Attacking Lennart Poettering is a bit like pouring water on a duck. I think the ability to consider the opinions and experience of others is completely missing. Input is only accepted if it's praise or furthering the direction he's already staked out (and even then he's thrown ego tantrums).

          The point that gets across to Red Hat is our money. Money that

          • by Peter H.S. (38077)

            Attacking Lennart Poettering is a bit like pouring water on a duck. I think the ability to consider the opinions and experience of others is completely missing. Input is only accepted if it's praise or furthering the direction he's already staked out (and even then he's thrown ego tantrums).

            Around 500 different developers have contributed to the systemd project. It just shows that the project have excellent leadership with Lennart Poettering since he can attract so many developers across so many differen

      • by Junta (36770)

        instead of developing an alternative to systemd

        The stance amongst those opposed to systemd was that what wasn't broken didn't need fixing. Some people disagree and think it needs to be fixed and systemd is it. People objecting to systemd largely don't have to create an alternative, they are content with the linux distributions as they were.

        Instead of helping KDE and Gnome supporting non-systemd systems,

        KDE at least I thought purported to continue supporting non-systemd systems already. Gnome 3 developers very linked in with the systemd developers and as a whole they prioritize the purity of their vision over any

        • by Peter H.S. (38077) on Tuesday June 10, 2014 @04:53PM (#47206343) Homepage

          instead of developing an alternative to systemd

          The stance amongst those opposed to systemd was that what wasn't broken didn't need fixing. Some people disagree and think it needs to be fixed and systemd is it. People objecting to systemd largely don't have to create an alternative, they are content with the linux distributions as they were.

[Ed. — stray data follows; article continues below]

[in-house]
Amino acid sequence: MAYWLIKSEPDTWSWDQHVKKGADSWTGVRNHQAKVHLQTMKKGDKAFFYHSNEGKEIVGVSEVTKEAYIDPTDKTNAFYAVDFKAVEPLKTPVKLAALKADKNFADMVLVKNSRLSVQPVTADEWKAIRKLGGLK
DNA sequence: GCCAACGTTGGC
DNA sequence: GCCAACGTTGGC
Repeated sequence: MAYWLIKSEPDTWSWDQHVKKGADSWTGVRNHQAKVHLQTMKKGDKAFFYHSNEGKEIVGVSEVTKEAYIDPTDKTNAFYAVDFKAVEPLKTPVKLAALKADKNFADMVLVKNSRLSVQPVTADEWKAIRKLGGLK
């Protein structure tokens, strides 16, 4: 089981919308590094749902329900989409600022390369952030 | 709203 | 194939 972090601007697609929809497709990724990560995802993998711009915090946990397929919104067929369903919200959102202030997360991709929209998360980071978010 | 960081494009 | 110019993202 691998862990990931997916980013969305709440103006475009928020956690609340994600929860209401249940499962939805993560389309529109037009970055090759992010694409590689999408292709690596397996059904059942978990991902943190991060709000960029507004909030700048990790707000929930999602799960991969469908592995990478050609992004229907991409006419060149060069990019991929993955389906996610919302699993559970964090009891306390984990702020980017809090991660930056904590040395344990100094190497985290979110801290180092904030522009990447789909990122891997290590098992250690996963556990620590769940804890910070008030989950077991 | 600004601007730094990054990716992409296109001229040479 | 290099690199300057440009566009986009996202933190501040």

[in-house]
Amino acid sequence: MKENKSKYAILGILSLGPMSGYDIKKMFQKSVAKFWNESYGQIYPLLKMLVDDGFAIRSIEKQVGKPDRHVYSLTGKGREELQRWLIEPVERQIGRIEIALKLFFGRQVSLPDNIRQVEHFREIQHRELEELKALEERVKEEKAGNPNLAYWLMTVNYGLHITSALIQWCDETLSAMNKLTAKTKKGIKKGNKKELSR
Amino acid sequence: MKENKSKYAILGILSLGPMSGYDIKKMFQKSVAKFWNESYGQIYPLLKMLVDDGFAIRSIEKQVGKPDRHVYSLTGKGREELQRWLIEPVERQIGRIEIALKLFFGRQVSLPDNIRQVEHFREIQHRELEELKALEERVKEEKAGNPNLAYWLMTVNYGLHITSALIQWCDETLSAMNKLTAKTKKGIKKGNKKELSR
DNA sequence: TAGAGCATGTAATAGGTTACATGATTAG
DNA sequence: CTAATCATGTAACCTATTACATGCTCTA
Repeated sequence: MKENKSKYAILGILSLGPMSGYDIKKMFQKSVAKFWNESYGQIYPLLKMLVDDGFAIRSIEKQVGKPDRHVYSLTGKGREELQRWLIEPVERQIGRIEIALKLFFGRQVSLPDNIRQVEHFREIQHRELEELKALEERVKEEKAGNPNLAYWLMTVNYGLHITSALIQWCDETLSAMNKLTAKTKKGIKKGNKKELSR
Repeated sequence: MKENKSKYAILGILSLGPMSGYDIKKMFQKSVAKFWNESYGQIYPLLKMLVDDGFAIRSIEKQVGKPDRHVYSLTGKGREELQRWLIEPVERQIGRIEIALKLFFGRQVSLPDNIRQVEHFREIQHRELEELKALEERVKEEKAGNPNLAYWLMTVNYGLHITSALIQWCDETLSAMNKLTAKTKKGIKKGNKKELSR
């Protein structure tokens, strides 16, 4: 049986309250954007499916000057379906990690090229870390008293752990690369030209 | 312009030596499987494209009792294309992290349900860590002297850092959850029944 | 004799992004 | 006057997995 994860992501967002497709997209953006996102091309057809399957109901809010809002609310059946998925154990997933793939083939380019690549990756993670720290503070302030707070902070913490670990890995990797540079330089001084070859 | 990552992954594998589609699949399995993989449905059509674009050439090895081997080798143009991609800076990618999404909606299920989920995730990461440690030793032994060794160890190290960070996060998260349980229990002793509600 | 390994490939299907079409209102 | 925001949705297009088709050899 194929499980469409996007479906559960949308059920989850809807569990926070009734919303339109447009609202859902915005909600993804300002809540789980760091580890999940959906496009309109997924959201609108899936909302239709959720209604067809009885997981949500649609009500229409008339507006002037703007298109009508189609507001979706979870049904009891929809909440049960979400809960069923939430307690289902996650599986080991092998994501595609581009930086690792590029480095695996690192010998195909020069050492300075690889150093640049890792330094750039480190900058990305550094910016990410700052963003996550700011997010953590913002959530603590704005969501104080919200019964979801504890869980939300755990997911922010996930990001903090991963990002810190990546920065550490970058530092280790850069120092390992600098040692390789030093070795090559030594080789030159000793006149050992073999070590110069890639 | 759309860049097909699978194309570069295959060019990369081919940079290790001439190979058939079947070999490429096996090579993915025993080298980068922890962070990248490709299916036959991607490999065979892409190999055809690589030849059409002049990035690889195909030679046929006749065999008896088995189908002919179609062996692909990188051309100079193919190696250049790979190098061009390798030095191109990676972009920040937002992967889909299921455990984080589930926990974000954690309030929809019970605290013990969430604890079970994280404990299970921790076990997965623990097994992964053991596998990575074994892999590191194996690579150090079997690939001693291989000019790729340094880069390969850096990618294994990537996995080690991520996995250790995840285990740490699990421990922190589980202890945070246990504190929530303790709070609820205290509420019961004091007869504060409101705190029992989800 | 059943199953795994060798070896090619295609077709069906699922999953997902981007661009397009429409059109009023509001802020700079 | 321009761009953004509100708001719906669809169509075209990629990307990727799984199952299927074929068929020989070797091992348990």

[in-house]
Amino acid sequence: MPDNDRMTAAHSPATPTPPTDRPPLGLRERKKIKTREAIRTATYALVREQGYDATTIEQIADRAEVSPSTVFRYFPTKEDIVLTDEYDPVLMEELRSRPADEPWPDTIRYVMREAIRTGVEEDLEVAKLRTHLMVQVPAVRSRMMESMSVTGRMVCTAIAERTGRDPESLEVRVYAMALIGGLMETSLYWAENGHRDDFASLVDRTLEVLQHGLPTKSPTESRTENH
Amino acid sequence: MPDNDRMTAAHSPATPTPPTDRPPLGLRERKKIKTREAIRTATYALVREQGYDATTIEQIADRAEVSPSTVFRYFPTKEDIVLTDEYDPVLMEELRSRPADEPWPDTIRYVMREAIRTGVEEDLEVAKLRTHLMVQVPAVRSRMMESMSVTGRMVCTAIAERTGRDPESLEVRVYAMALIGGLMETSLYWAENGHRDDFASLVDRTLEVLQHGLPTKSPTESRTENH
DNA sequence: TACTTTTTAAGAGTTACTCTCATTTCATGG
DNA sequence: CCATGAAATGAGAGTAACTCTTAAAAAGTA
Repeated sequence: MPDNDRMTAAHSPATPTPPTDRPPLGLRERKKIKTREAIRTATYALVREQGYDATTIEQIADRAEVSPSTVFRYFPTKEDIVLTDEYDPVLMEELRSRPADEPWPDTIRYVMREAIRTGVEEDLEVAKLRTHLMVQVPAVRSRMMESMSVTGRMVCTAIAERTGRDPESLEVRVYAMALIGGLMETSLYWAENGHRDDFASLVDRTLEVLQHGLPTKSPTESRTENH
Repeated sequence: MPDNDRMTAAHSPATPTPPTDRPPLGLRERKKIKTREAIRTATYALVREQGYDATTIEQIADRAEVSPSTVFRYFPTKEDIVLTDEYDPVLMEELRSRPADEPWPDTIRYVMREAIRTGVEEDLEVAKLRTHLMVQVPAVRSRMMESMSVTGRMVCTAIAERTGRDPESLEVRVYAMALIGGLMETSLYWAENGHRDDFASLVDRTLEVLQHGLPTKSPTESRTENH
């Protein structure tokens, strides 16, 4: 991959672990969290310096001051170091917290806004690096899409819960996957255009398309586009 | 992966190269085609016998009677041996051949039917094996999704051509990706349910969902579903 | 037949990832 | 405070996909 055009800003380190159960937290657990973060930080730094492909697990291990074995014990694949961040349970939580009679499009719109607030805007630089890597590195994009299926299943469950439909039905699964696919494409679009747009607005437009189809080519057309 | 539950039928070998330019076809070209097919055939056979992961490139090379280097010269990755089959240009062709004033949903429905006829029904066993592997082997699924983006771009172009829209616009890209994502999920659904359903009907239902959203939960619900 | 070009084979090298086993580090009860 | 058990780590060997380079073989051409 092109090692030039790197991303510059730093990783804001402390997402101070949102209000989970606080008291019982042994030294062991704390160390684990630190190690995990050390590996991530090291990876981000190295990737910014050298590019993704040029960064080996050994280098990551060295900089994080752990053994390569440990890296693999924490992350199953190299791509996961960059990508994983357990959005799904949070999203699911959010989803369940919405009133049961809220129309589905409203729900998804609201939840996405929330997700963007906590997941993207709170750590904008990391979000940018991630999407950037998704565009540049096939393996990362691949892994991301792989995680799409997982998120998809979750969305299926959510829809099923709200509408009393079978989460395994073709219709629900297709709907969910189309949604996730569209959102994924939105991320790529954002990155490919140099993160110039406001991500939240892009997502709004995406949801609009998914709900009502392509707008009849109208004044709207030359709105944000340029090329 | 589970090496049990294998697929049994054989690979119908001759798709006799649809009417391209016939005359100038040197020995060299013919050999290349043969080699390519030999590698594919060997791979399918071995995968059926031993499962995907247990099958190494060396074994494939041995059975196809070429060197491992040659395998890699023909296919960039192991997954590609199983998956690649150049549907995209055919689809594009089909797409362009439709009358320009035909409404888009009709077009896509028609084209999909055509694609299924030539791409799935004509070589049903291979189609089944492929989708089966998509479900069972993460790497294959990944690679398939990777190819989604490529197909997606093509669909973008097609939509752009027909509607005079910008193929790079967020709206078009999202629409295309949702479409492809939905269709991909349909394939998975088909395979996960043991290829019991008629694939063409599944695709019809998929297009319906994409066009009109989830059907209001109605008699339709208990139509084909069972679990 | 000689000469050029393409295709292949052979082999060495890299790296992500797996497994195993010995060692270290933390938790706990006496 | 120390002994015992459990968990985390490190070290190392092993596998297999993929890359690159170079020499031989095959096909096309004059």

Of course you need to develop alternatives to systemd in order to decay into non-functionality. AFAIK, running a multi-user non-systemd OS these days, depends on a old bit-rotting version of ConsoleKit. There are many more features that will break and bit rot in the future for lack of maintenance; Red Hat, Suse, Debian, Ubuntu, etc. won't put resources into developing for non-systemd systems.

          Instead of helping KDE and Gnome supporting non-systemd systems,

          KDE at least I thought purported to continue supporting non-systemd systems already. Gnome 3 developers very linked in with the systemd developers and as a whole they prioritize the purity of their vision over any criticisms. Perhaps appropriately electing to focus on bringing their vision to life to serve those who would follow the vision and letting the rest go on to KDE or xfce or MATE or whatever. I personally don't care about gnome shell as it doesn't serve my needs anymore either, but I can accept that they are caring after their user experience. I also wouldn't mind systemd so much except for the fact it is becoming unavoidable whilst retaining compatilibity with ongoing projects in linux.

          KDE will support running on non-systemd distros, but it will be with reduced functionality. Not because the KDE developers are evil, but because they are offered no alternatives to systemd. Take fx. the new KDE login manager; KDE simply couldn't afford spending developers so that it also supported the rather broken and bit-rotting ConsoleKit. And nobody else has stepped up and offered help.

          Sure you can use another login manager, but it is just an example on how bit by bit, non-systemd distro will have to step up and start doing their own development in order to have functional software. Networking and ntp DE modules, and log viewers, etc. will all be systemd based, with no common alternative in sight.

          Gnome developers have warned for years about current problems; systemd offers really good and compelling features that can enhance their DE, while non-systemd distros doesn't. And because non-systemd distros seems to be sticking their head in ground and denying the reality that status quo can't be maintained, they don't offer any help at all. In fact, snarky remarks and vague conspiracy insults are all they are getting.